His work appeared in a number of underground magazines of the period, but he grew disenchanted with the perception that commix were stereotyped as being part of declining hippie culture and dealing only with “sex, dope and cheap thrills.”
His work appeared in a number of underground magazines of the period, but he grew disenchanted with the perception that comix were stereotyped as being part of declining hippie culture and dealing only with “sex, dope and cheap thrills.”
In 1975 – along with Bill Griffith, creator of a famous comix cult figure Zippy – Spiegelman co-founded Arcade, a quarterly which aimed at a blend of high quality work and anarchic energy.
After two years Spiegelman was back in New York and again bemoaning the lack of opportunity for artists who commixed words and pictures.
With partner Mouly – an artist and architecture student from France – he co-founded Raw, a large format comix magazine which first appeared in July 1980. He was also working on Maus and each issue of Raw included an episode.
Spiegelman says he had a complete outline of Maus in 1978 and “with some deviation” has kept close to that original scheme. Where he has departed is something very apparent as the evolving narrative of Maus kept space with it some changing emotions.
At the beginning of Chapter Eight, Time Flies, published in Raw last year (and after the hugely successful collection of the first episodes of Maus into one volume) Spiegelman shows himself not as a mouse but as a man in a mouse mask.
It was time when he was questioning the whole conception and confronting four serious offers to turn his book into a TV special or a movie.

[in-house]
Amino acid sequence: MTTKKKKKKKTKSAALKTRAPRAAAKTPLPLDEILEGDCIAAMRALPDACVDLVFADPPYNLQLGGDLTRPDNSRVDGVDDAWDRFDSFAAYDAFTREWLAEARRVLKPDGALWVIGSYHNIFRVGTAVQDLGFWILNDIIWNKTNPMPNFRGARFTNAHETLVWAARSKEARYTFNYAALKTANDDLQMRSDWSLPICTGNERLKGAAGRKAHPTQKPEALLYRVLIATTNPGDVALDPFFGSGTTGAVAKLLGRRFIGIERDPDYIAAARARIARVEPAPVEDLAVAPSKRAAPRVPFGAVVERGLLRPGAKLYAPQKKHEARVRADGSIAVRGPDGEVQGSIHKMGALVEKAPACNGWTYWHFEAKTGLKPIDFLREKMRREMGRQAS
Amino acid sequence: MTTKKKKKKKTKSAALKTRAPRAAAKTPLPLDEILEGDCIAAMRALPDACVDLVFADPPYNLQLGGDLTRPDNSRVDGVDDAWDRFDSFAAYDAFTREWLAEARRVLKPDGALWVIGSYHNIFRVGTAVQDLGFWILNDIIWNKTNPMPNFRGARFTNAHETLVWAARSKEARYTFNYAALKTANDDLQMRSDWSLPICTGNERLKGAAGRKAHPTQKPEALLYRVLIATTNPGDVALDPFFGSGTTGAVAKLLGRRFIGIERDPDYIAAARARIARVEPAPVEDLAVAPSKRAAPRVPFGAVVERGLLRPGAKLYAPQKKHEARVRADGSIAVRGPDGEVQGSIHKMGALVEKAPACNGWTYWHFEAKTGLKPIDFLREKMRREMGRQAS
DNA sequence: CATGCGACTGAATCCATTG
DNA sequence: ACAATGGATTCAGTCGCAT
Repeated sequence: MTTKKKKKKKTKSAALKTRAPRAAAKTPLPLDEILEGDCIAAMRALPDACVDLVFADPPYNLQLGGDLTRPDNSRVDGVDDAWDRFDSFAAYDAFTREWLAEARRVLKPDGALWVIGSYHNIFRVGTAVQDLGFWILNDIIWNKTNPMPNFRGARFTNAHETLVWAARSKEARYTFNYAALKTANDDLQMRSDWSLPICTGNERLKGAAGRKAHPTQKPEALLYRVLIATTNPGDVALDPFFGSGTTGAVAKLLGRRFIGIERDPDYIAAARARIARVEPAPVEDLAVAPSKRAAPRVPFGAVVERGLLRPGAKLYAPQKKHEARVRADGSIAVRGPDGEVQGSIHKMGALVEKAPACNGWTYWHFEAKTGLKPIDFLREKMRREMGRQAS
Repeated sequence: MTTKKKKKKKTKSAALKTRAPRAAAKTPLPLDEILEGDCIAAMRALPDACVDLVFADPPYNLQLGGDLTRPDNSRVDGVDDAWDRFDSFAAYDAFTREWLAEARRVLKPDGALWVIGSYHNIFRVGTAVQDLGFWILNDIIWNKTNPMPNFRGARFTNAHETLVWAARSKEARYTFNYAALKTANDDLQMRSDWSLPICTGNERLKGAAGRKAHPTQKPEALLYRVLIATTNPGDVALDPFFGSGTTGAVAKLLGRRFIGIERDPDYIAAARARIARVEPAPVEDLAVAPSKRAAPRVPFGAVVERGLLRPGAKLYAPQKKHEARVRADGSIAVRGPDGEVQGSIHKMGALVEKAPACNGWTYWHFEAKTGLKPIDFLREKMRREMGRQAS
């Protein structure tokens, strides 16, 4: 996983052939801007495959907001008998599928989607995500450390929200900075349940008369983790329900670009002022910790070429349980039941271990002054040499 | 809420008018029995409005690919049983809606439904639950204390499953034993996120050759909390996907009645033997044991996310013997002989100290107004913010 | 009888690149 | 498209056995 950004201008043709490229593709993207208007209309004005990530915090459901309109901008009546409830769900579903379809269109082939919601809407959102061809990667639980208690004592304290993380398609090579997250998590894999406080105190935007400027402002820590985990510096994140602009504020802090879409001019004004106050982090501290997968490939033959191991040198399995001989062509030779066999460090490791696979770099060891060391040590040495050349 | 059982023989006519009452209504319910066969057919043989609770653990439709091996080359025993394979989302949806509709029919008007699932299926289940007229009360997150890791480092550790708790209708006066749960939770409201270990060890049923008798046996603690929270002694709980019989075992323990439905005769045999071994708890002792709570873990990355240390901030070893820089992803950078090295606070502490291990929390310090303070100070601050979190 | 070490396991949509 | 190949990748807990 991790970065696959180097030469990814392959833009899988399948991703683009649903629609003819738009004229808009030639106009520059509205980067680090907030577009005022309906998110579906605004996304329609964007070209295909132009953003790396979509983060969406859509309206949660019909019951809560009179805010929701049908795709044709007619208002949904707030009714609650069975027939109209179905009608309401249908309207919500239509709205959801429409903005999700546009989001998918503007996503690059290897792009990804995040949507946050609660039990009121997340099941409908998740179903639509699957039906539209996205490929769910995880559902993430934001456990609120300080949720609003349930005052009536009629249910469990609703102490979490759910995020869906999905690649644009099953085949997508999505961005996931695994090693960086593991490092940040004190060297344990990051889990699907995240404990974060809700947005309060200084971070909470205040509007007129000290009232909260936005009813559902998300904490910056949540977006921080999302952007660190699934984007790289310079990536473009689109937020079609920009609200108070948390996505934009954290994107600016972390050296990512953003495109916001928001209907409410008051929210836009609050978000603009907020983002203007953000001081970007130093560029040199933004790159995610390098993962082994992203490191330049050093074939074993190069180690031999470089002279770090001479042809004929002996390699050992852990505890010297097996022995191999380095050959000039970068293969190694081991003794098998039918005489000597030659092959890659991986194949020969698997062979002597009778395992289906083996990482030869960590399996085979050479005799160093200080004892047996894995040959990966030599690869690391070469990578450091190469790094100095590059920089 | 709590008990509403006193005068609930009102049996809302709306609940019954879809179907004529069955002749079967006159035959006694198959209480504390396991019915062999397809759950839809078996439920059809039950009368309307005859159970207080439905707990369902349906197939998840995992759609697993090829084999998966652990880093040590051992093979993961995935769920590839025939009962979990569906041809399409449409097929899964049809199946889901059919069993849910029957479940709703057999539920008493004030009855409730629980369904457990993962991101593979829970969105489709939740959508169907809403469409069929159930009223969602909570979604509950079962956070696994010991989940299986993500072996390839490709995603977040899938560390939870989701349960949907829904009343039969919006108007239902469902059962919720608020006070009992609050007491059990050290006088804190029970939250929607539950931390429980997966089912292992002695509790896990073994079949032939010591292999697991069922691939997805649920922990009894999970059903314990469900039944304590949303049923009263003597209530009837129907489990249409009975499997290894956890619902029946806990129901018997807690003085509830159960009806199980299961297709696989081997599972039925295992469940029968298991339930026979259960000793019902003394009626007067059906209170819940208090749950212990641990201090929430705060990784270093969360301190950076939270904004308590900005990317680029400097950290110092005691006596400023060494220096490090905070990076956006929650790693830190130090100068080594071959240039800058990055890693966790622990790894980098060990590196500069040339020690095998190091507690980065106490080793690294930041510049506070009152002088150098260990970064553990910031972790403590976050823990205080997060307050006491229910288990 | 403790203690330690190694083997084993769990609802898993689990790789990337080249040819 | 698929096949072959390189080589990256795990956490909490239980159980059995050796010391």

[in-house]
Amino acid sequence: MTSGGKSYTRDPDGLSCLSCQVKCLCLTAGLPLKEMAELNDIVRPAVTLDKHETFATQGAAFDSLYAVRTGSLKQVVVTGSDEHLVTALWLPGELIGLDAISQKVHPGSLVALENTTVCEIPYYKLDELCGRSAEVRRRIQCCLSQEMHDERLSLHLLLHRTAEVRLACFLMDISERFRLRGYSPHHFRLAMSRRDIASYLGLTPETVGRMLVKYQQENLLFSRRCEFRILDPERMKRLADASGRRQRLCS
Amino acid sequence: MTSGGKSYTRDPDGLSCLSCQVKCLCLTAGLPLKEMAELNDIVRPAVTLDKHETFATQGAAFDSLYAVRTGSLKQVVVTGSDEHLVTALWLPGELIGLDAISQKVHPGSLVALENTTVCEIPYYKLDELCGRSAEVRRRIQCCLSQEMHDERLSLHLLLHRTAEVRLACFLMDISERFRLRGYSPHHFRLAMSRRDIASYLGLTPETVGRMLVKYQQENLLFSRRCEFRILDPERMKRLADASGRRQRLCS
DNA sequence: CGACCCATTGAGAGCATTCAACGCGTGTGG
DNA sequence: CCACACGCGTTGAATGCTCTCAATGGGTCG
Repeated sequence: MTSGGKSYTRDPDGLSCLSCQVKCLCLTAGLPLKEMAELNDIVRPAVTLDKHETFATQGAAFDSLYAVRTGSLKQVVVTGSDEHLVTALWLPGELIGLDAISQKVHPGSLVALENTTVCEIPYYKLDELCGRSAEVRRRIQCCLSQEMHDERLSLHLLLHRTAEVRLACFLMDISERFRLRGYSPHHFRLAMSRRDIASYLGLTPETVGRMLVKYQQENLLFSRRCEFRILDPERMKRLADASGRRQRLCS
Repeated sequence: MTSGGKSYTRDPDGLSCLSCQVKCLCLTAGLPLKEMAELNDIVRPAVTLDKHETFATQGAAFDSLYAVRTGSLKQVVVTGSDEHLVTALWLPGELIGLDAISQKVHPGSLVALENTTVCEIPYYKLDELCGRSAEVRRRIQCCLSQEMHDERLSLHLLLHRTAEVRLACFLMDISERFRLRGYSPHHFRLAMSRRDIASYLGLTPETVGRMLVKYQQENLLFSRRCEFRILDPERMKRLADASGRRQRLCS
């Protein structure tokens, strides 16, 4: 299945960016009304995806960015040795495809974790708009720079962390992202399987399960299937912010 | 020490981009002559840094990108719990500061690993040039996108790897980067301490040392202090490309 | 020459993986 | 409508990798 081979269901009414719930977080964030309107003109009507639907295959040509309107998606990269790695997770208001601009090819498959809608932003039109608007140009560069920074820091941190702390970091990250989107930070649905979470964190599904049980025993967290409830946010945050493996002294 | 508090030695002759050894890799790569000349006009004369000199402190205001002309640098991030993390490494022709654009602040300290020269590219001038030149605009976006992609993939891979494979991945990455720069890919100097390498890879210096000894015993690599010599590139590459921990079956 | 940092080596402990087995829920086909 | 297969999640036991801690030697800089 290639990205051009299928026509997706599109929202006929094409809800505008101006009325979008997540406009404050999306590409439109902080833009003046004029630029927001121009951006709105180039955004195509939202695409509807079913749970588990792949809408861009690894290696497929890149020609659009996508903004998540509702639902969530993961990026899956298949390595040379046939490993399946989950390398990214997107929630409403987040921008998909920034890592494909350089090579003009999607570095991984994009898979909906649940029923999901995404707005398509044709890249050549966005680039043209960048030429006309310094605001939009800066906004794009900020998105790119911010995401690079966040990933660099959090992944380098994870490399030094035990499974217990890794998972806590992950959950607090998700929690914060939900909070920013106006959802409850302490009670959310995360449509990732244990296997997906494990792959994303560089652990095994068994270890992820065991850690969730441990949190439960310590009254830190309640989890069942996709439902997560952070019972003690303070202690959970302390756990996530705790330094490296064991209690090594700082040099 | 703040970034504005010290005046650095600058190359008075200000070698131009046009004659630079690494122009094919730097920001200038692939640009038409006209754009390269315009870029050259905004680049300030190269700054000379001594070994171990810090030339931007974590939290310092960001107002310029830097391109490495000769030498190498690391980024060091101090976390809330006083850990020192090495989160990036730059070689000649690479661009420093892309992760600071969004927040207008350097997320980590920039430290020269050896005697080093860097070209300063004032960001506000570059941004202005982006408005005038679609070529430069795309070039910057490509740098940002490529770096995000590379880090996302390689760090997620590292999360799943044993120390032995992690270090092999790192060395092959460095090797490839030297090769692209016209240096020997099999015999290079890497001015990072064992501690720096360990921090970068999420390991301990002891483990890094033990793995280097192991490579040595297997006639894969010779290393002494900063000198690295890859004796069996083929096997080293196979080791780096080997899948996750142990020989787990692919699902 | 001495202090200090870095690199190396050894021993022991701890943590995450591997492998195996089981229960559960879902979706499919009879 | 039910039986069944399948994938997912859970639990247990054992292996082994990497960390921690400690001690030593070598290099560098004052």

As the frames of the story continue, Spiegelman shrinks in size and goes to his psychiatrist.
In retrospect he sees those lining frames as the breakthrough he needed at the time, making it possible for him to find his way back into the story and to continue.
And Maus is now “on the home stretch.” Two short final chapters will appear in the next issue of Raw to be published in June and he is also considering a short epilogue.
Once again the chapters subsequent to the first six which appeared in paperback will be collected; Spiegelman says he always envisioned Maus as two separate volumes.
With its even more daring juxtapositions of time, disturbing metaphors and inventive visualisation, it is possible to anticipate some of the favourable critical commentary even at this point.
Alongside the growth of comix as a unique art form has grown a school of critical and informed opinion.
Back in 1974 Spiegelman noted: The comic strip is barely past its infancy. So am I. Maybe we’ll grow up together.”
With the publication of Raw Spiegelman and Mouly extended the boundaries of possibility for the art form and found themselves in the vanguard of criticism and comment.
Although he teaches at New York’s School of Visual Arts and is in demand as a speaker on the college circuit, Spiegelman has mixed feelings about the value of teaching courses in comix – although he cheerfully admits that their existence has sometimes kept Maus alive. “Every September there is a big surge in sales.”
By placing comix in an academic context he feels that they become harder to locate (“for years I thought Mark Twain was boring because you had to read him in school”) yet also acknowledges the iconoclastic approach of “if it’s in school it sucks” isn’t satisfactory either. Schools and teaches can raise awareness of the medium although in his experience students still have a poor degree of literacy in the style.
With the publication of Maus in many languages he has observed some interesting variations in response from readers. “I had this one great question when I was in Germany. ‘What kind of animals would you make Austrians if you were to put them in your book?’ I pointed out Hitler was Austrian and I’d drawn him on the cover as a cat so they could figure that one out.
“In reviews I’ve seen very different biases. In Germany the big one is, ‘is it correct?’.
“It’s not that didn’t come up in America – if just had a different emphasis and certainly wasn’t an issue of the same intensity as in Germany.
“In Israel the issue had more to do with generational conflict. And in France there was a great deal of literary about the medium itself.